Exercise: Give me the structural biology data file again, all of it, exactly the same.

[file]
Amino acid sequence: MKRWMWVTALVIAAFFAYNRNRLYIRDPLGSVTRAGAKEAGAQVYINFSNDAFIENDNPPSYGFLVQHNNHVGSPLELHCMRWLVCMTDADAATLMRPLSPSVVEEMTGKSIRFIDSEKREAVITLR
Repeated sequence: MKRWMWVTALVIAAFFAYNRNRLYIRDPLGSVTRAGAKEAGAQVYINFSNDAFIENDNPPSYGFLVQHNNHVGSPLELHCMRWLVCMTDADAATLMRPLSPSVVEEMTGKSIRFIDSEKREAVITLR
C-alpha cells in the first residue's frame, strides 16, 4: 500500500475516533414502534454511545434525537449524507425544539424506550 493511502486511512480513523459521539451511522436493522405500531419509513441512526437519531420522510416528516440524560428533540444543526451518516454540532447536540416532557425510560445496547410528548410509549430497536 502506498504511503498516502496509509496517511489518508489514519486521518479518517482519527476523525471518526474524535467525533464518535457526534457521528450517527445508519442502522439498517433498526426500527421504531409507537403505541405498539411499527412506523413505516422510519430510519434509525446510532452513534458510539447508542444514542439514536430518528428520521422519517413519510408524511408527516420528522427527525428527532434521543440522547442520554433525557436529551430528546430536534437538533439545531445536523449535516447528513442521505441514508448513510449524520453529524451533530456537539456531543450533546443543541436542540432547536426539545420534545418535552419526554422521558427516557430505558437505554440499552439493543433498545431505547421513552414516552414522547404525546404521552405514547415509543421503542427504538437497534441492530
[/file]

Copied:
Amino acid sequence: MKRWMWVTALVIAAFFAYNRNRLYIRDPLGSVTRAGAKEAGAQVYINFSNDAFIENDNPPSYGFLVQHNNHVGSPLELHCMRWLVCMTDADAATLMRPLSPSVVEEMTGKSIRFIDSEKREAVITLR
Repeated sequence: MKRWMWVTALVIAAFFAYNRNRLYIRDPLGSVTRAGAKEAGAQVYINFSNDAFIENDNPPSYGFLVQHNNHVGSPLELHCMRWLVCMTDADAATLMRPLSPSVVEEMTGKSIRFIDSEKREAVITLR
C-alpha cells in the first residue's frame, strides 16, 4: 500500500475516533414502534454511545434525537449524507425544539424506550 493511502486511512480513523459521539451511522436493522405500531419509513441512526437519531420522510416528516440524560428533540444543526451518516454540532447536540416532557425510560445496547410528548410509549430497536 502506498504511503498516502496509509496517511489518508489514519486521518479518517482519527476523525471518526474524535467525533464518535457526534457521528450517527445508519442502522439498517433498526426500527421504531409507537403505541405498539411499527412506523413505516422510519430510519434509525446510532452513534458510539447508542444514542439514536430518528428520521422519517413519510408524511408527516420528522427527525428527532434521543440522547442520554433525557436529551430528546430536534437538533439545531445536523449535516447528513442521505441514508448513510449524520453529524451533530456537539456531543450533546443543541436542540432547536426539545420534545418535552419526554422521558427516557430505558437505554440499552439493543433498545431505547421513552414516552414522547404525546404521552405514547415509543421503542427504538437497534441492530